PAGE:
More Than a Thirst Quencher
"We never know the worth of water 'til the well is dry." — English Proverb
It is fortunate that one of the most important substances in the human body is also one of the most abundant on earth. 60% of red blood cells, 75% of muscle tissue and 92% of blood plasma is water.1 It is essential for health for several reasons. Water's power as a solvent keeps your lungs moist so oxygen can dissolve and move into your blood stream. It helps break down large nutrients so the body can use them more efficiently. It serves as a lubricant to help the internal organs and joints slide over each other easily. Water is an amazing substance and its uses in your body are almost limitless. You can live without food for several weeks, but without water you will die in only a few days.
Samuel Taylor Coleridge wrote, "Water, water everywhere/Nor any drop to drink." That may be the case for one stranded in the midst of the sea, but usually not a problem for most land-dwellers. Water is one of nature's most abundant substances, yet from children we are given practically every beverage but water. Tea, coffee, cow's milk, carbonated beverages, alcoholic beverages-the list is endless. Many children learn not to like the taste of water and grow up to be adults who will drink almost anything but. Sure, all those other fluids contain water, and some of them, like natural fruit juices and herbal teas have value, but the body needs and craves pure water. Did you know that by the time you become thirsty you are already dehydrated? Caffeinated beverages such as black tea, coffee and colas act as diuretics that actually pull more water out of your body, causing you to be more dehydrated than you were to begin with. Many beverages contain an amazing amount of refined sugars that add empty calories to your diet and cause your blood sugar to soar and then drop. Milk contains saturated fat. Who wants to drink a glass of cholesterol? Milk also contains lactose, a sugar that the human body cannot digest, resulting in bloating and flatulence. The phosphorus that helps keep soda bubbly helps to break down your bone tissue and leads to osteoporosis. Let's not even get into what laboratory compounds it takes to make your drinks those bright, happy colors!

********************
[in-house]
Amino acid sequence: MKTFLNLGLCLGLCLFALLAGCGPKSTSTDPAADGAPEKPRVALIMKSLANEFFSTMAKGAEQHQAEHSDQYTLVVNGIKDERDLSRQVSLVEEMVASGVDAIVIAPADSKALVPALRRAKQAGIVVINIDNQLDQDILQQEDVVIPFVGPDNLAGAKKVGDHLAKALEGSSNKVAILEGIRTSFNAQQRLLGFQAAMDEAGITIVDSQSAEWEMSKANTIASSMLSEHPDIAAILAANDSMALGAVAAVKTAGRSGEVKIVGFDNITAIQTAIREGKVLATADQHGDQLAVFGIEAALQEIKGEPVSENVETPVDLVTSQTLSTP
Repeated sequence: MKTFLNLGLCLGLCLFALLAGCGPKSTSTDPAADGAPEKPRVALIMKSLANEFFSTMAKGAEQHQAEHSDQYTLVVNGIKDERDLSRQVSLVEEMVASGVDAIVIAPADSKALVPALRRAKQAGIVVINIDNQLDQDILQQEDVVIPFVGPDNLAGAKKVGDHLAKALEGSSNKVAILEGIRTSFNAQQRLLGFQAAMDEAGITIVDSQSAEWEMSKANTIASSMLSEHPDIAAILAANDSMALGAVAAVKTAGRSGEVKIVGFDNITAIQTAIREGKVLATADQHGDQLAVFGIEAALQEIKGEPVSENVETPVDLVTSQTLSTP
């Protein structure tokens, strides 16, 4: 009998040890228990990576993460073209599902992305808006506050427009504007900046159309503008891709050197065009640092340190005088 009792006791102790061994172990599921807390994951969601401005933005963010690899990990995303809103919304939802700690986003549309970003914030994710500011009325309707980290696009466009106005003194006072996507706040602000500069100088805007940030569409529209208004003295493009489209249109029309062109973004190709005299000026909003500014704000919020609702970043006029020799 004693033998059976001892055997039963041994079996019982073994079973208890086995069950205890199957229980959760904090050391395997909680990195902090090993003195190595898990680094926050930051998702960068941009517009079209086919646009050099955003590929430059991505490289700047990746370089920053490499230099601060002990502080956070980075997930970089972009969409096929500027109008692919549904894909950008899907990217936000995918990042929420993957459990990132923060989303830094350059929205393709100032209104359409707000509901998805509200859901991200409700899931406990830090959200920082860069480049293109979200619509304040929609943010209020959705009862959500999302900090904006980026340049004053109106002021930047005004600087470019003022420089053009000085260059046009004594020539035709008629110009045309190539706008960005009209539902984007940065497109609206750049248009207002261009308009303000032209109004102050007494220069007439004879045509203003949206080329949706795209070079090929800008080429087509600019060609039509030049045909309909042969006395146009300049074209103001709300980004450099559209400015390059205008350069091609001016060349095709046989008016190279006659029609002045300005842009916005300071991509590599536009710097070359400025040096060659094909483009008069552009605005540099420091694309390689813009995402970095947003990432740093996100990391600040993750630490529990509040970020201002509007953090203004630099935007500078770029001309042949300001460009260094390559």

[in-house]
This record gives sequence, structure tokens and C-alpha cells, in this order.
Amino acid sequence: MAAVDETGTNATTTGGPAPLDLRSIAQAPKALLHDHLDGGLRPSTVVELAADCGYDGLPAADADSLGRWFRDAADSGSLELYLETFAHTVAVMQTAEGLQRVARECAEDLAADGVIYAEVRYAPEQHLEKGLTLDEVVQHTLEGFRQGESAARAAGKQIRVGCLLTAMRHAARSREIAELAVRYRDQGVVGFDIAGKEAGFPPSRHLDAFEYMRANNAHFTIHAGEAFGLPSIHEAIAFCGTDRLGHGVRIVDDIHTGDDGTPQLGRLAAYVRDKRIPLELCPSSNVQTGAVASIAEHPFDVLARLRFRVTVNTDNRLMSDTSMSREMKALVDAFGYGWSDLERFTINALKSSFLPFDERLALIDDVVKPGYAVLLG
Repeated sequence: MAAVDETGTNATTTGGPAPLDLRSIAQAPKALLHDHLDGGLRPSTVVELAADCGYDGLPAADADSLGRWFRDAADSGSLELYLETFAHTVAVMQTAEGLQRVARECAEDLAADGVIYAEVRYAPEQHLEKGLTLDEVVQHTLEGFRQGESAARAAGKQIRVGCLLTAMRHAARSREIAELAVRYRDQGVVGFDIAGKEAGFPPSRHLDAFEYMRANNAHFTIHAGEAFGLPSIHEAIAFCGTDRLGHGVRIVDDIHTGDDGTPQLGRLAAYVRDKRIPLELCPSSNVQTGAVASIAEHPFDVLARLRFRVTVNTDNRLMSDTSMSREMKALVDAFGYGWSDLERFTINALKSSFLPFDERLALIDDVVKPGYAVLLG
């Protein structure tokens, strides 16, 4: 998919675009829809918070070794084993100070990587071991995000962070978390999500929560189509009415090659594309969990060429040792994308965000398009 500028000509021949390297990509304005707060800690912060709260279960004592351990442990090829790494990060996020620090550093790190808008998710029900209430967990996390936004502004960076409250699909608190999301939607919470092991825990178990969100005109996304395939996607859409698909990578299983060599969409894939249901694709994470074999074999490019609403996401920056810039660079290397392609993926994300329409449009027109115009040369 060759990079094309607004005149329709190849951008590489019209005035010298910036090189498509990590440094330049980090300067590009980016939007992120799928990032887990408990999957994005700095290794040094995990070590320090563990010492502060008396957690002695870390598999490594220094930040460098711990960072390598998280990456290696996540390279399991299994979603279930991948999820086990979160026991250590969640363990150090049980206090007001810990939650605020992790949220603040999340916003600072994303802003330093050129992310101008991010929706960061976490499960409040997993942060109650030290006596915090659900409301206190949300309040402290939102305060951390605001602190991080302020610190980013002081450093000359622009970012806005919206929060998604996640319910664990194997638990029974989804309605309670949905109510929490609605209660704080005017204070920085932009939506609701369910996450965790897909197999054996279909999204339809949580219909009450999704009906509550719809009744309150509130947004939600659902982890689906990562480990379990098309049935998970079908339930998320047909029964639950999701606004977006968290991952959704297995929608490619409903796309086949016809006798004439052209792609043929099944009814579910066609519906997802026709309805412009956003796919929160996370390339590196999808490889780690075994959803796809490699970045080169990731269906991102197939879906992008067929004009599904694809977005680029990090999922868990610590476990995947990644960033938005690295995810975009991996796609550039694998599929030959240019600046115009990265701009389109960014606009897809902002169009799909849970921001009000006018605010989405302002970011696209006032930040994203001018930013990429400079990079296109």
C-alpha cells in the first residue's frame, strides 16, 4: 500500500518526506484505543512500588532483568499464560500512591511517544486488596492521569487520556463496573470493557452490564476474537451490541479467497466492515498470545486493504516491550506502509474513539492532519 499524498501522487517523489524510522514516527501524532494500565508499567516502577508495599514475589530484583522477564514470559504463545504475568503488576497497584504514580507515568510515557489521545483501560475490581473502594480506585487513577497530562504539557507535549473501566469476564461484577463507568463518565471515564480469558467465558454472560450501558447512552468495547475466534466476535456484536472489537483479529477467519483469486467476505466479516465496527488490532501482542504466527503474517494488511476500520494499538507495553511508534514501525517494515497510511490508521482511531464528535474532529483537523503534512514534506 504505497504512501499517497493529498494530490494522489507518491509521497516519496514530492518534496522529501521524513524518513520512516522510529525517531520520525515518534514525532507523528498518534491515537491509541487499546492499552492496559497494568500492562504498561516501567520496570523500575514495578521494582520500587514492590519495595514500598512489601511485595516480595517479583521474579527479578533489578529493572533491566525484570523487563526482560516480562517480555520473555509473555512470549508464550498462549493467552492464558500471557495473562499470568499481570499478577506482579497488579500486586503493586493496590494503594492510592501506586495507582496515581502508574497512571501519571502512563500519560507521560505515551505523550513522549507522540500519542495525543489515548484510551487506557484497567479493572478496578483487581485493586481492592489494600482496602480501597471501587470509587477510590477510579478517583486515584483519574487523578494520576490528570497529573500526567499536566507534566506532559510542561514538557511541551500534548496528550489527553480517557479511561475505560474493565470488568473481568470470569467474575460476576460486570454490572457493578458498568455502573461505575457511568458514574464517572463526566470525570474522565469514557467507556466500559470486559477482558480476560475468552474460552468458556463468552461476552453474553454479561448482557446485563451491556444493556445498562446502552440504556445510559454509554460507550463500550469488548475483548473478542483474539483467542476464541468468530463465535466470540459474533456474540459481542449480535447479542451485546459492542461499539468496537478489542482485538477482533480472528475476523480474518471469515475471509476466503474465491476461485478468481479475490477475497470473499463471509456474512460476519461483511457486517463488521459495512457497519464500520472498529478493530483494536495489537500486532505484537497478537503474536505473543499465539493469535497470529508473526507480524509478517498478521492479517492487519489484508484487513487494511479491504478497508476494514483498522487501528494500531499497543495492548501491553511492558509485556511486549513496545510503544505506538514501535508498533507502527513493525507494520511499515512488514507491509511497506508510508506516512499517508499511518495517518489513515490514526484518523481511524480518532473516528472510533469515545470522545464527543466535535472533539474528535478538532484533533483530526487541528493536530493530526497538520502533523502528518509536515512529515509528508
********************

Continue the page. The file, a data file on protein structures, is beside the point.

Now doesn't a glass of clean, pure water sound great? Adults should drink a minimum of 2.5 quarts per day,2 more during and after exertion since sweating can cause you to lose more than 1.5 quarts per hour.3 Not surprisingly, the average American consumes no where near that amount. When dehydrated you will see and feel the results including thirst, dry skin, constipation, headaches, congestion, and dark, concentrated urine. That is just the tip of the iceberg in comparison to what is going on inside your organs during a water shortage. Each cell produces waste which now has no where to go. Toxins build up and your liver and kidneys work overtime trying to deal with these poisons. Those same toxins, with an adequate amount of pure water each day, would normally be flushed harmlessly out of the body.
What are the best sources of drinking water? Water purified by distillation is inexpensive and is the most pure, followed by filtered water, having used an adequate filter. You can find out what is in your tap water by contacting your water supplier and asking for their annual water quality report or you can have an independent laboratory test a sample of your water. Private wells should be tested annually. Bottled water is not necessarily safer than tap water since the Environmental Protection Agency (EPA) uses the same water quality standards on both.4
Your body requires more water than dictated by your thirst. Water is necessary for life, health and vibrancy. You have seen a plant wilt and wither without it, how much more destruction occurs in the human body with a chronic water shortage? Get yourself a tall glass of pure, crystal-clear water now.
Written by Sheryle Beaudry, RN,C, BSN -Copyright © 2000
1 Principles of Anatomy and Physiology, Gerard J. Tortora and Nicholas P. Anagnostakos, Harper & Row, New York, 1990, 37
2 Nutritional Basics, Katie Sharp and Bonnie Chi-Lum, MD, MPH, American Medical Association , 1998
3 Simple Remedies for the Home, Clarence W. Dail, MD and Charles S. Thomas, PhD, MMI Press, Harrisville, New Hampshire, 1985, 77
4 Frequently Asked Questions About Drinking Water, US Environmental Protection Agency, 2000